Pleasure Principle

happy and sad girlsThe pleasure principle is a term originally used by Sigmund Freud to characterize the tendency of people to seek pleasure and avoid pain. Freud argued that people will sometimes go to great lengths to avoid even momentary pain, particularly at times of psychological weakness or vulnerability.

About the Pleasure Principle

In psychoanalytic theory, the id is the part of the unconscious dedicated to pleasure and base drives. The pleasure principle is driven by the id. According to Freud, the id rules the personality in infancy and early childhood, and the ego and superego develop later. The influence of the ego and superego can mitigate the influence of the id, but the pleasure principle still remains an important part of the underlying personality.

Early in life, children tend to seek immediate gratification. They want pleasure, and they avoid pain to the best of their abilities. However, as children grow up, they become more realistic about their desires as they begin to understand that at times they must tolerate pain and delay gratification, simply because of the constraints of life. Once this realization takes place, children begin to operate under the reality principle, which still seeks pleasure, but in a way that does not disregard the constraints of reality.

However, even when operating under the reality principle, a person may still experience intense anxiety, depression, and other behavioral disturbances when needs for pleasure are not met or when he or she experiences unwanted pain.

The Pleasure Principle in Modern Psychotherapy

People do not always act to maximize pleasure and may in fact engage in self-defeating behaviors that serve to increase pain. However, these behaviors might still operate according to the pleasure principle in that they were formed as an adaptive response or as a result of addiction. For example, a person who frequently starts fights with a partner may still be aiming to maximize pleasure because the apology after the fight might benefit that person more than the fight harms him or her. When the emotional or physical pain associated with a particular event outweighs the benefit a person receives, then he or she is likely to cease engaging in the self-defeating behavior. A person with addiction problems, for instance, is more likely to stop using when the pain of his or her addiction exceeds the pleasure obtained from the substance.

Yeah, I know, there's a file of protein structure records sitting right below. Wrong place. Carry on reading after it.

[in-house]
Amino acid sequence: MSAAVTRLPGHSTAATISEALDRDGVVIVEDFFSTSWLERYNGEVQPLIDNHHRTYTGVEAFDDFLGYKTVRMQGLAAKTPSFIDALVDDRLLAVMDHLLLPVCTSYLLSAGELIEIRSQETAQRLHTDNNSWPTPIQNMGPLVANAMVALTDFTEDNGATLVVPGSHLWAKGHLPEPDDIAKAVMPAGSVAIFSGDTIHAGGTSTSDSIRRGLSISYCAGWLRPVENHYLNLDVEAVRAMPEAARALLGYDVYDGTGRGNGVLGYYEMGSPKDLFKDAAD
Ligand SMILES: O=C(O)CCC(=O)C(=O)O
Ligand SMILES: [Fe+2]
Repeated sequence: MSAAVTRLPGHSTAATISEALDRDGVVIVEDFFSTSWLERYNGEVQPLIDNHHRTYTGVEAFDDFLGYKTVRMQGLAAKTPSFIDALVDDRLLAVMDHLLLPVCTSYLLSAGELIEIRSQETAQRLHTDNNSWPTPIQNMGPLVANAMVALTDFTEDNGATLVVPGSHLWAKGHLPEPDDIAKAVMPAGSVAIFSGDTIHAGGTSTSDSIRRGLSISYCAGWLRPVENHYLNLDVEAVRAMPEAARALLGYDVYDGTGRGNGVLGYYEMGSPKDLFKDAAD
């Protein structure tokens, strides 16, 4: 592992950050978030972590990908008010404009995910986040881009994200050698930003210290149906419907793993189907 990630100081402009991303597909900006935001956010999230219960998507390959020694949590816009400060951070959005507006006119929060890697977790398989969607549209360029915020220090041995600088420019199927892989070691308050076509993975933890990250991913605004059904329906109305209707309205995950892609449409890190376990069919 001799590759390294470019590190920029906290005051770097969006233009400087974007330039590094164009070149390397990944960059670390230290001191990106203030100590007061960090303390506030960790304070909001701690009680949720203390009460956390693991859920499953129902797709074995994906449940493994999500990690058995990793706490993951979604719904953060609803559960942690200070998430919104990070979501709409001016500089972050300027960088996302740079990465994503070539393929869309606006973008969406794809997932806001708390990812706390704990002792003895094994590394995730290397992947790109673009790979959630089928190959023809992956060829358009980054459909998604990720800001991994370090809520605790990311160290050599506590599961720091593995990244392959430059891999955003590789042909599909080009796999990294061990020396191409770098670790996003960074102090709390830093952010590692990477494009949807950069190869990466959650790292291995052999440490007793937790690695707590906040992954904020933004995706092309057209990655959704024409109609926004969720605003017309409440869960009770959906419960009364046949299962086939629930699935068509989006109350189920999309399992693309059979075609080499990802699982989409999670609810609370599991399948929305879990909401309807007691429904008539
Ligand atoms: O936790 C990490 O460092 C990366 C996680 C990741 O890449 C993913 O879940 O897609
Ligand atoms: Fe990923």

Modern psychologists typically do not follow traditional Freudian theory, but they often use the pleasure principle and related concepts in therapy. Cognitive behavioral therapy, for example, can help people eliminate self-defeating thoughts in order to maximize pleasure and minimize the suffering that occurs with emotional and physical pain.


  1. Colman, A. M. (2006). Oxford dictionary of psychology. New York, NY: Oxford University Press.
  2. Felluga, D. (2011, January 31). Pleasure Principle and Reality Principle. Retrieved February 23, 2015, from

Last Updated: 08-17-2015

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